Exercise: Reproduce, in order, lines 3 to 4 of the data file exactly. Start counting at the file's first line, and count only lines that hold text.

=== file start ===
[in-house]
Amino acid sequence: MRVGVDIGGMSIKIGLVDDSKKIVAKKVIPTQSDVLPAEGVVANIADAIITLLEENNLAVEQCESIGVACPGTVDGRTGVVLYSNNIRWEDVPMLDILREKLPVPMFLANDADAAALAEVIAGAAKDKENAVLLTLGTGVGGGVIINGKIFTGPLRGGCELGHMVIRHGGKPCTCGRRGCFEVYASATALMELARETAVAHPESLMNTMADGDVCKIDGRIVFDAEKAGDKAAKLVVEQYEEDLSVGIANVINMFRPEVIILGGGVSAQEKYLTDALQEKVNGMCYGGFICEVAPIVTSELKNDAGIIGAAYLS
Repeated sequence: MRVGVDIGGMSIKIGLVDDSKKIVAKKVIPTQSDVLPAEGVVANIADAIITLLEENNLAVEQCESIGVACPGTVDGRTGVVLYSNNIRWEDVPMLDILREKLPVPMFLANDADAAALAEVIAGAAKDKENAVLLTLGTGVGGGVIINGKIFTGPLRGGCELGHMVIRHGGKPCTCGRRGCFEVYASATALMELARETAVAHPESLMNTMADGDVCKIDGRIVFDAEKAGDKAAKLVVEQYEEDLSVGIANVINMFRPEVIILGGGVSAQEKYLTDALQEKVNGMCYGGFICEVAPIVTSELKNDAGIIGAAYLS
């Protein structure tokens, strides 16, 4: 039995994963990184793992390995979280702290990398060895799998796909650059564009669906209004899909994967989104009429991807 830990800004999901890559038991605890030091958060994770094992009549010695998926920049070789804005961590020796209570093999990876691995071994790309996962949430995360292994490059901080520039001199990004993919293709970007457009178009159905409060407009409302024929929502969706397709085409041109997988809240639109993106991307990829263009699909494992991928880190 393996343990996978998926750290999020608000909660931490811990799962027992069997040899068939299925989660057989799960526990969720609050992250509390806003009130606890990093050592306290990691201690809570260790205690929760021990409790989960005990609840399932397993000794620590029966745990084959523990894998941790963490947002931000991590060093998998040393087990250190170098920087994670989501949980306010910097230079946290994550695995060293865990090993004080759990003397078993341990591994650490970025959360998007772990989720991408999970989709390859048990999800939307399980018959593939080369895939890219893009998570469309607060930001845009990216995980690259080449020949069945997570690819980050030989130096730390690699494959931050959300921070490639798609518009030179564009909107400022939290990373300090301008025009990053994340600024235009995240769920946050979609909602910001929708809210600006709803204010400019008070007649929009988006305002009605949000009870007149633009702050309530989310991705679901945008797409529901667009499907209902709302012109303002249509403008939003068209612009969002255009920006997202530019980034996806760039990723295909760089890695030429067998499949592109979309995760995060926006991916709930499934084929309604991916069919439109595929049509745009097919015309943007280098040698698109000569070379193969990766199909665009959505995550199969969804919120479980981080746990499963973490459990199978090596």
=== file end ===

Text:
Repeated sequence: MRVGVDIGGMSIKIGLVDDSKKIVAKKVIPTQSDVLPAEGVVANIADAIITLLEENNLAVEQCESIGVACPGTVDGRTGVVLYSNNIRWEDVPMLDILREKLPVPMFLANDADAAALAEVIAGAAKDKENAVLLTLGTGVGGGVIINGKIFTGPLRGGCELGHMVIRHGGKPCTCGRRGCFEVYASATALMELARETAVAHPESLMNTMADGDVCKIDGRIVFDAEKAGDKAAKLVVEQYEEDLSVGIANVINMFRPEVIILGGGVSAQEKYLTDALQEKVNGMCYGGFICEVAPIVTSELKNDAGIIGAAYLS
């Protein structure tokens, strides 16, 4: 039995994963990184793992390995979280702290990398060895799998796909650059564009669906209004899909994967989104009429991807 830990800004999901890559038991605890030091958060994770094992009549010695998926920049070789804005961590020796209570093999990876691995071994790309996962949430995360292994490059901080520039001199990004993919293709970007457009178009159905409060407009409302024929929502969706397709085409041109997988809240639109993106991307990829263009699909494992991928880190 393996343990996978998926750290999020608000909660931490811990799962027992069997040899068939299925989660057989799960526990969720609050992250509390806003009130606890990093050592306290990691201690809570260790205690929760021990409790989960005990609840399932397993000794620590029966745990084959523990894998941790963490947002931000991590060093998998040393087990250190170098920087994670989501949980306010910097230079946290994550695995060293865990090993004080759990003397078993341990591994650490970025959360998007772990989720991408999970989709390859048990999800939307399980018959593939080369895939890219893009998570469309607060930001845009990216995980690259080449020949069945997570690819980050030989130096730390690699494959931050959300921070490639798609518009030179564009909107400022939290990373300090301008025009990053994340600024235009995240769920946050979609909602910001929708809210600006709803204010400019008070007649929009988006305002009605949000009870007149633009702050309530989310991705679901945008797409529901667009499907209902709302012109303002249509403008939003068209612009969002255009920006997202530019980034996806760039990723295909760089890695030429067998499949592109979309995760995060926006991916709930499934084929309604991916069919439109595929049509745009097919015309943007280098040698698109000569070379193969990766199909665009959505995550199969969804919120479980981080746990499963973490459990199978090596």